|Ellie is thankful for glitter glue, Ellie B. (a kindergarten classmate), friends and family. I have a sneaking suspicion that the last two were written down only under great duress from a teacher. ;-)|
Brittney asked people to blog on the ways they give back for the current edition of Patients For A Moment. I wanted to participate PFAM, but felt at a loss because really, how do I give back?
I don't really have a good answer for that. I make charitable donations, of course, as our budget allows, goods more than dollars, but we do our best. When I'm able, I volunteer in Ellie's school library a couple times a month. I've been trained in how to put protective covers on new books, but mostly my presence just allows the librarian to actually have time to go have lunch. It's not much, and sometimes just the sheer pressure of having to get dressed and look reasonably presentable is taxing, but I try. I think it's good for both me and for Ellie, in that I'm setting an example of volunteering and demonstrating that I think school (and libraries/books) are worthwhile despite my limited energy. I don't volunteer in the classroom because it would be way too much for me -- being around groups of people is enervating for me, and kids brimming with energy even more so.
The community I always wish I could do more to give back to is the chronic illness community on the blogosphere and other parts of the web. I do my little bits, trying to offer support and encouragement to others I come across in blogs or other places. I also try to help educate others by sharing links on Facebook or Twitter. But it's not much, and I'd like to do more. But I'd have to figure out what else I can offer, and time/energy spent pondering that is time/energy I don't have to offer my family and the communities I do participate in.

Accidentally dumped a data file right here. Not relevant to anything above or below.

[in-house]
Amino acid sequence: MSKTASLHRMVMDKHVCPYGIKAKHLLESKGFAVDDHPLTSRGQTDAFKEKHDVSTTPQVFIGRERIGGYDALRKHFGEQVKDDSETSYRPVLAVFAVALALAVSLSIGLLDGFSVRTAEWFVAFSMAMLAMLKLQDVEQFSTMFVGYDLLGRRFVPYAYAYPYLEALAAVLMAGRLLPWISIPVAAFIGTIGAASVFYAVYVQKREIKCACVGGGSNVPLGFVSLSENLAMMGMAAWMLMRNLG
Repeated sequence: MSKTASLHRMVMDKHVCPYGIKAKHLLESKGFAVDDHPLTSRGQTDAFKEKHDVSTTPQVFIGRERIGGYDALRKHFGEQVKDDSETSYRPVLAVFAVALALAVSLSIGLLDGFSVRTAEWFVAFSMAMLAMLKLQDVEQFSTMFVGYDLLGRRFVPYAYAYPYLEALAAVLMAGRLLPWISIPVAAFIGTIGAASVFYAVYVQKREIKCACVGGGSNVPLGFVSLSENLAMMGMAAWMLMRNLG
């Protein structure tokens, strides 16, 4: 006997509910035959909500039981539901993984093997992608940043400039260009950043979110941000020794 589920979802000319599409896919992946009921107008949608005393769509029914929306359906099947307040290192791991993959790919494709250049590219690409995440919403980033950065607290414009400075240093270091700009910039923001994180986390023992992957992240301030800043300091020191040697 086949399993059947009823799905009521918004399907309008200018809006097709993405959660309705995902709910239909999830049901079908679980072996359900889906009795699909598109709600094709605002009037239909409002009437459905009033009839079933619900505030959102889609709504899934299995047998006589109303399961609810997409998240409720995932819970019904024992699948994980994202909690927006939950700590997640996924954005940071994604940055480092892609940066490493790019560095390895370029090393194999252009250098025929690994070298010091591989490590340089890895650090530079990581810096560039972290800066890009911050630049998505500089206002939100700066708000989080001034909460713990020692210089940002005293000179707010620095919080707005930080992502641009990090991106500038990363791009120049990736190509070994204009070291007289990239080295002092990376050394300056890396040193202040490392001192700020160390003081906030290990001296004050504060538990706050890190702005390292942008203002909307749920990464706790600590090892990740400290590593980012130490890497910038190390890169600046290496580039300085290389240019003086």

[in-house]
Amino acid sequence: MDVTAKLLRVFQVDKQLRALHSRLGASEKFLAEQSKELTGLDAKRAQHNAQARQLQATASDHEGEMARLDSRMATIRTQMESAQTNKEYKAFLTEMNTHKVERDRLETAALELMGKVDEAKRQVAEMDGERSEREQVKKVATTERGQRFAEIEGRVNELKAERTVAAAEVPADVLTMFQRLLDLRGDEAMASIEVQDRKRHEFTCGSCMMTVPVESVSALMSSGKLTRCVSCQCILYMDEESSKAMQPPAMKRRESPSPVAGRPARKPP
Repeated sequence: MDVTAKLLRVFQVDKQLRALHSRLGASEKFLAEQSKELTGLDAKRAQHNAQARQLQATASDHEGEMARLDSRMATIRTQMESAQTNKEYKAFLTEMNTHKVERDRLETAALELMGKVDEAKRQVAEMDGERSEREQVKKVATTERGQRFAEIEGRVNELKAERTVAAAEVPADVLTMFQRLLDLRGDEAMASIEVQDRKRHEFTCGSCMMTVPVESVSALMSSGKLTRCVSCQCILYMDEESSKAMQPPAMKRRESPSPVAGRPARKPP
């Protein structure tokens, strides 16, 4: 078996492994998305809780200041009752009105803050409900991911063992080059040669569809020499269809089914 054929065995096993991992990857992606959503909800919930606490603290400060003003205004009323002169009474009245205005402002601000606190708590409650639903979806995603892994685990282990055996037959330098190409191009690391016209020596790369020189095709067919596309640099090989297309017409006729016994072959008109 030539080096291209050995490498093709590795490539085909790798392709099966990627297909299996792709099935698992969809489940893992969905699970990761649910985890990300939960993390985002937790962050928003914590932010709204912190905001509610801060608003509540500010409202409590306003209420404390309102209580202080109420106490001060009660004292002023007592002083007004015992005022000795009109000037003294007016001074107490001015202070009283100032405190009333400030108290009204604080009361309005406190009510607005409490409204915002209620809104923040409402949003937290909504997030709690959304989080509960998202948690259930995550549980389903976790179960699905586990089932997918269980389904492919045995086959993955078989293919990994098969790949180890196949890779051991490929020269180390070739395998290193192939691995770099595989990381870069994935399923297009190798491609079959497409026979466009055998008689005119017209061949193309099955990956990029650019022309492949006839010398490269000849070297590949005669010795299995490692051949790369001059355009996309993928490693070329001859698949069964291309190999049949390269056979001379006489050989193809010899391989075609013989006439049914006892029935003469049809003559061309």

Anyway, go take a look at Brittney's edition of Patients For A Moment, and think about the ways you give back to your community, whether it's your neighborhood, your school, the corner of the Internet's many online communities you inhabit, or more. She received several interesting contributions that are worth your time to read. And keep an eye out for the next edition of the blog carnival, which will be hosted by my buddy The Queen of Optimism.
Meanwhile, I hope all my American readers have a happy Thanksgiving, and that those who don't celebrate it still have a good day filled with many blessings.